Discrimination in the workplace can be proven with direct or circumstantial evidence. In class action lawsuits, it can also be proven with evidence that the discrimination is a common practice.
Circumstantial evidence is the most common technique, though. Most states use a burden-shifting approach. The employer can rebut a prima facie case with a non-discriminatory reason for the alleged discrimination.
What is a workplace discrimination claim?
Workplace discrimination is an adverse employment action against someone because he or she is in a protected class under an anti-discrimination law.
There are numerous state and federal anti-discrimination laws that apply to the workplace. Each one has its own definitions and limitations. However, an adverse employment action generally includes:
- a termination or discharge,
- refusing to promote someone,
- denying certain workplace benefits,
- pressuring an employee to quit,
- harassment, or
- reducing a worker’s pay or hours.
Protected classes generally include:
- gender and gender identity,
- sexual orientation,
- national origin,
- physical or mental disability, and
- marital status.
However, certain laws only cover specific kinds of discrimination. For example, the Age Discrimination in Employment Act (ADEA) only covers age discrimination.
How can I prove a discrimination case?
Discrimination cases are difficult to prove because employers will hardly ever openly admit that they were singling out particular groups of people for disparate treatment. Because of this difficulty, courts have allowed workers to prove a discrimination case with 3 types of evidence:
- direct evidence of discrimination,
- circumstantial evidence of discrimination, or
- evidence that the employer has a pattern or practice of discriminatory conduct.
What is direct evidence of workplace discrimination?
Direct evidence of workplace discrimination is anything that explicitly declares that the employer was behaving discriminatorily. Examples of this kind of evidence include:
- an email telling a supervisor to demote a worker because of her religion,
- a written company policy to never hire people of a certain race, even if the policy does not mention racial discrimination, or
- statements by supervisors that they will never promote women over a certain level.
Direct evidence is rare in workplace discrimination claims. Most of the time, employers or bosses will not make things so explicit.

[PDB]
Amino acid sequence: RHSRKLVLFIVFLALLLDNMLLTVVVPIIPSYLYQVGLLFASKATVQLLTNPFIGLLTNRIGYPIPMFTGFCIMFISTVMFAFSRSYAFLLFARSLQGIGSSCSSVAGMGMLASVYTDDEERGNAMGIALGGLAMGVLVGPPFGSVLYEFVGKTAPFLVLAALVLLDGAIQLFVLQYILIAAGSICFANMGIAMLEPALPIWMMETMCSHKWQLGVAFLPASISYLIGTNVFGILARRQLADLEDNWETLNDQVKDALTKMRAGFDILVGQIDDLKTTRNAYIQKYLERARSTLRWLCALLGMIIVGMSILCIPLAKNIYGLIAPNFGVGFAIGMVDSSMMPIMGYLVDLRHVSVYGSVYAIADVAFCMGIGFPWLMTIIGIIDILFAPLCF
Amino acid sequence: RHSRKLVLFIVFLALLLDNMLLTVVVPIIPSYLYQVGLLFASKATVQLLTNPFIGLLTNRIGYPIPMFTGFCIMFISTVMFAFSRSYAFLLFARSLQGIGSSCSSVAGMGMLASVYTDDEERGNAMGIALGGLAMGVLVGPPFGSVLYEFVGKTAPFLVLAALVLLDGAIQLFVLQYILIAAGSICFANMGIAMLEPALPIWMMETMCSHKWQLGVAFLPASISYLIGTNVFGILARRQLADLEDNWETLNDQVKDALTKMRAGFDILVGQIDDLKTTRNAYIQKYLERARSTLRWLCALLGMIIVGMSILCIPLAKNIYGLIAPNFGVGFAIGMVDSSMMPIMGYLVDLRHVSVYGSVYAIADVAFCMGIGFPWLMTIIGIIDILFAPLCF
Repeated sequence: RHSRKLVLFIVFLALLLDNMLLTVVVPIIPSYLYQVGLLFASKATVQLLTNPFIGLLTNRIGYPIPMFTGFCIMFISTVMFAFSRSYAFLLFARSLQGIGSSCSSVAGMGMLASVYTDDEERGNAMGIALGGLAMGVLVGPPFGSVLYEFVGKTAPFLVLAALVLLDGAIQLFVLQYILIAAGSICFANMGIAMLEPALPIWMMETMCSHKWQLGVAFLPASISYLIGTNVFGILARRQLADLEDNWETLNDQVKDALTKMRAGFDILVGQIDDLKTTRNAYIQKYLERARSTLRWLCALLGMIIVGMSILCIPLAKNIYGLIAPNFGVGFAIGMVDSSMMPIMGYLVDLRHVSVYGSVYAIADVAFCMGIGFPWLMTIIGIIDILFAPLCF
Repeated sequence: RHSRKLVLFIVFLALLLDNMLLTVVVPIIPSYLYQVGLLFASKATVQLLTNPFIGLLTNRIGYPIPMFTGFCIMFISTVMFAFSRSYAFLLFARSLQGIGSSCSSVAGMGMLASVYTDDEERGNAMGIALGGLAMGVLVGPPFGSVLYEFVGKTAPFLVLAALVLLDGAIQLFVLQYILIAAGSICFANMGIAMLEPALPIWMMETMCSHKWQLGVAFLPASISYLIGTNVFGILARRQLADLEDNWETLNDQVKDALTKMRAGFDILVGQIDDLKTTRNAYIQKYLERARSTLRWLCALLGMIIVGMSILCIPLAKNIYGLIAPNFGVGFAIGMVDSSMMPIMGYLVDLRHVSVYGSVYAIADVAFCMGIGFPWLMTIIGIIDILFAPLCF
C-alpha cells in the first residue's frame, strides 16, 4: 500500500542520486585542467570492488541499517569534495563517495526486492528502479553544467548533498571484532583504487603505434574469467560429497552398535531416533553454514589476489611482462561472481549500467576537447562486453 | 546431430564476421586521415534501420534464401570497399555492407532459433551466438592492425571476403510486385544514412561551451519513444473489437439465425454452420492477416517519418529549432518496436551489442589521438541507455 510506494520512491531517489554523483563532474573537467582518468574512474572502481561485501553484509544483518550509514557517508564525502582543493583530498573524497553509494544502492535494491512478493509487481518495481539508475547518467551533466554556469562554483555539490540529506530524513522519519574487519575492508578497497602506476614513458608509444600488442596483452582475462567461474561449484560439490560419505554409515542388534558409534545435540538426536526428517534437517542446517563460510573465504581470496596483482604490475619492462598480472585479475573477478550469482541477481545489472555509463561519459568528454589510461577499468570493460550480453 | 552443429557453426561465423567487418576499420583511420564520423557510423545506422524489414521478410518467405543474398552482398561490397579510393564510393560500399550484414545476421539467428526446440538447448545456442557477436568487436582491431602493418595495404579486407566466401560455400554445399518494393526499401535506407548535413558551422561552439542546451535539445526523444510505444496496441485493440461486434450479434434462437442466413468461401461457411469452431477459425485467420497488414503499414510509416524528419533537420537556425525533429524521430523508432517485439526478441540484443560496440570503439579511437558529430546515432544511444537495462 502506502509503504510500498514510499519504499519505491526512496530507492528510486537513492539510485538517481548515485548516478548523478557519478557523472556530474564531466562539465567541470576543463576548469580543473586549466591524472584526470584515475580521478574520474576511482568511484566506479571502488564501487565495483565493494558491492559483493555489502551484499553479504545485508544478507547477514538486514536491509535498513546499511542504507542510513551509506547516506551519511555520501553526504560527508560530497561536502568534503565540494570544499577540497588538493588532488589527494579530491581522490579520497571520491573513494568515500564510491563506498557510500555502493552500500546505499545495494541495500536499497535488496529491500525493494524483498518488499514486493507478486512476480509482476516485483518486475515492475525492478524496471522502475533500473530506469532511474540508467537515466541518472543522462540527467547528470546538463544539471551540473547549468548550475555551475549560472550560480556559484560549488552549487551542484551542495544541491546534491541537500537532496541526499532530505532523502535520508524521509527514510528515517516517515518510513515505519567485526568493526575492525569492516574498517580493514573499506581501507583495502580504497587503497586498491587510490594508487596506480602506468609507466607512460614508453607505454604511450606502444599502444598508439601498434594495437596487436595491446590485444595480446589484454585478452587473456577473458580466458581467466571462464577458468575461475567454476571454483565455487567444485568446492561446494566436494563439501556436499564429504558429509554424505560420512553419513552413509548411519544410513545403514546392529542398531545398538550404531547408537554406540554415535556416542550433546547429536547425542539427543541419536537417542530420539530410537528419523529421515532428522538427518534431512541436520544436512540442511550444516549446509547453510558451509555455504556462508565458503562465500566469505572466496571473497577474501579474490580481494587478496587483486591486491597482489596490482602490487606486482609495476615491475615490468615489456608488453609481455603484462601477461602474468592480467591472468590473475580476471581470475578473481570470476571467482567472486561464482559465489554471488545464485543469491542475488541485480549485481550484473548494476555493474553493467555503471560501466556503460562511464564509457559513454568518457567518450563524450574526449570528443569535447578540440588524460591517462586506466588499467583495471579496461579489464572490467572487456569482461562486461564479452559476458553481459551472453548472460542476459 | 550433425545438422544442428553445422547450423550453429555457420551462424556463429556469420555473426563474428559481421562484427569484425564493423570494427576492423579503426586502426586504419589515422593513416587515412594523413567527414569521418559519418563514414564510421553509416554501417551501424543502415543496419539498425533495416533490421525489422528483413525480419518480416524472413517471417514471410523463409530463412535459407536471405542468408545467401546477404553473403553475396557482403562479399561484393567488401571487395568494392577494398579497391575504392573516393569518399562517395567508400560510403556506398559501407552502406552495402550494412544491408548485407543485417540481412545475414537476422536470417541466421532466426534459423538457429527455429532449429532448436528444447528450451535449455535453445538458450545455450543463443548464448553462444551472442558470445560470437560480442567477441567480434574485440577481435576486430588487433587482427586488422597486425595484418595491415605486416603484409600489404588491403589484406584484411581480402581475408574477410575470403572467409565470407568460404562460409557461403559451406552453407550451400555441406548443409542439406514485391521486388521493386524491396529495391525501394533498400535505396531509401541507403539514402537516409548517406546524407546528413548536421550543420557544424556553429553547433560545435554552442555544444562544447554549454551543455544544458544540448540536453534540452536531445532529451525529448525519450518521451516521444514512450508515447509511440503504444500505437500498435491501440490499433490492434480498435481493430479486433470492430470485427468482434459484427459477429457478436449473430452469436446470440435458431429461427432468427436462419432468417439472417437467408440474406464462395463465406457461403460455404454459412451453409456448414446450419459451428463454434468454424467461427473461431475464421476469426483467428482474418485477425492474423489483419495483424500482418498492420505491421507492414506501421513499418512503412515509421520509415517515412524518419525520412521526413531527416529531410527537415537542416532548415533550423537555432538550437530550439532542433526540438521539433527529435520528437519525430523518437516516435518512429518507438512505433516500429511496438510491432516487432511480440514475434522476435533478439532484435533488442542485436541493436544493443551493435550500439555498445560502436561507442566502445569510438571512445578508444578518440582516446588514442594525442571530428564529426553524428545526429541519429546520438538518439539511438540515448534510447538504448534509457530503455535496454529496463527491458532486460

How does circumstantial evidence work?
Far more common is circumstantial evidence of workplace discrimination. Circumstantial evidence, also known as indirect evidence, includes facts that only suggest that there was discrimination. It leaves open the possibility that there is a non-discriminatory reason for the adverse employment action. Courts generally use the following burden-shifting approach for these cases:
- the worker has to establish a prima facie case of discrimination through circumstantial evidence,
- the burden then shifts to the employer, who has to show that there is a non-discriminatory reason for the employment action, then
- the burden then shifts back to the worker, who has to show that the employer’s proffered reason was just pretextual.
This is known as McDonnell Douglas burden shifting. The name comes from the U.S. Supreme Court opinion that created the approach for an employment discrimination case.1
To establish a prima facie case in a discrimination lawsuit, workers have to show that they were:
- a member of a protected class,
- qualified for a position, promotion, or for their current job,
- subjected to an adverse employment action or had their job application rejected, and
- there are signs that the motivation for the action were discriminatory, like if the available job remained open or someone not in the worker’s protected class received the workplace benefit.2
If the worker can establish a prima facie case, it creates a presumption of discrimination. The burden then shifts to the employer to overcome that presumption.3
The employer can overcome the presumption of discrimination by advancing a legitimate and non-discriminatory reason for the adverse employment outcome.
- the worker was not actually able to perform the functions of the job,
- a coworker was better qualified for the promotion or workplace benefit, or
- the employer had a reasonable basis for thinking that no one in the protected class could efficiently perform the job.